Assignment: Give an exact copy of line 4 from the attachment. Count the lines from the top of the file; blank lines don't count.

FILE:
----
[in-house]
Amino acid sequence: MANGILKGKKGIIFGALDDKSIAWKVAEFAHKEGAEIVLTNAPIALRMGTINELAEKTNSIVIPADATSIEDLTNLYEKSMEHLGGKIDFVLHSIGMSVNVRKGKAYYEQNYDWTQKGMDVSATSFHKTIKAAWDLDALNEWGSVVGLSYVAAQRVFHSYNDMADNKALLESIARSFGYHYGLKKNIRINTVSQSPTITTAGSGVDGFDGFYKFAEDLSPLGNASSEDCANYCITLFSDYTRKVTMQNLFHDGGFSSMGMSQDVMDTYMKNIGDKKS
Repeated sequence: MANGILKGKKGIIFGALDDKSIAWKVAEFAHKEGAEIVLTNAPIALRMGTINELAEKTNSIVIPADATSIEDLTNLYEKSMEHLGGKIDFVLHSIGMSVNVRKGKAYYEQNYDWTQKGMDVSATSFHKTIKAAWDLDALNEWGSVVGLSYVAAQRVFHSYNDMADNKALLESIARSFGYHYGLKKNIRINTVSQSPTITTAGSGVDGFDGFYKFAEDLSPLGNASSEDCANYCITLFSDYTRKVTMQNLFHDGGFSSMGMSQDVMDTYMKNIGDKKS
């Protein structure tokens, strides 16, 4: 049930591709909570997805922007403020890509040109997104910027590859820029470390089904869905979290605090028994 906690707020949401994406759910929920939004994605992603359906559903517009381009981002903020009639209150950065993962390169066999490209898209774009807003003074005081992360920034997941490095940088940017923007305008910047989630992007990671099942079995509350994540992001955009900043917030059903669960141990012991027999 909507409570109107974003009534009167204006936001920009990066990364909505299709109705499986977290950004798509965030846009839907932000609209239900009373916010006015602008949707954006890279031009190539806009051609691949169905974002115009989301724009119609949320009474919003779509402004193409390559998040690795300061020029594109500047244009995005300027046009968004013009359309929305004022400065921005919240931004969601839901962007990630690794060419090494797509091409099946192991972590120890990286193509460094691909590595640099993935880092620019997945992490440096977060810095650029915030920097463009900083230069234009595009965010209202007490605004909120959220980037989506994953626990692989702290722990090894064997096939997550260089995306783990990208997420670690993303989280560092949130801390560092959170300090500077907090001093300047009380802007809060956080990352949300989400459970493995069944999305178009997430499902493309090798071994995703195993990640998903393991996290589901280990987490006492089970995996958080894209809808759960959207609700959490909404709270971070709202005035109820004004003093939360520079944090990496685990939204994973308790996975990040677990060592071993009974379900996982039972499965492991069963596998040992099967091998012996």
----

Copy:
């Protein structure tokens, strides 16, 4: 049930591709909570997805922007403020890509040109997104910027590859820029470390089904869905979290605090028994 906690707020949401994406759910929920939004994605992603359906559903517009381009981002903020009639209150950065993962390169066999490209898209774009807003003074005081992360920034997941490095940088940017923007305008910047989630992007990671099942079995509350994540992001955009900043917030059903669960141990012991027999 909507409570109107974003009534009167204006936001920009990066990364909505299709109705499986977290950004798509965030846009839907932000609209239900009373916010006015602008949707954006890279031009190539806009051609691949169905974002115009989301724009119609949320009474919003779509402004193409390559998040690795300061020029594109500047244009995005300027046009968004013009359309929305004022400065921005919240931004969601839901962007990630690794060419090494797509091409099946192991972590120890990286193509460094691909590595640099993935880092620019997945992490440096977060810095650029915030920097463009900083230069234009595009965010209202007490605004909120959220980037989506994953626990692989702290722990090894064997096939997550260089995306783990990208997420670690993303989280560092949130801390560092959170300090500077907090001093300047009380802007809060956080990352949300989400459970493995069944999305178009997430499902493309090798071994995703195993990640998903393991996290589901280990987490006492089970995996958080894209809808759960959207609700959490909404709270971070709202005035109820004004003093939360520079944090990496685990939204994973308790996975990040677990060592071993009974379900996982039972499965492991069963596998040992099967091998012996």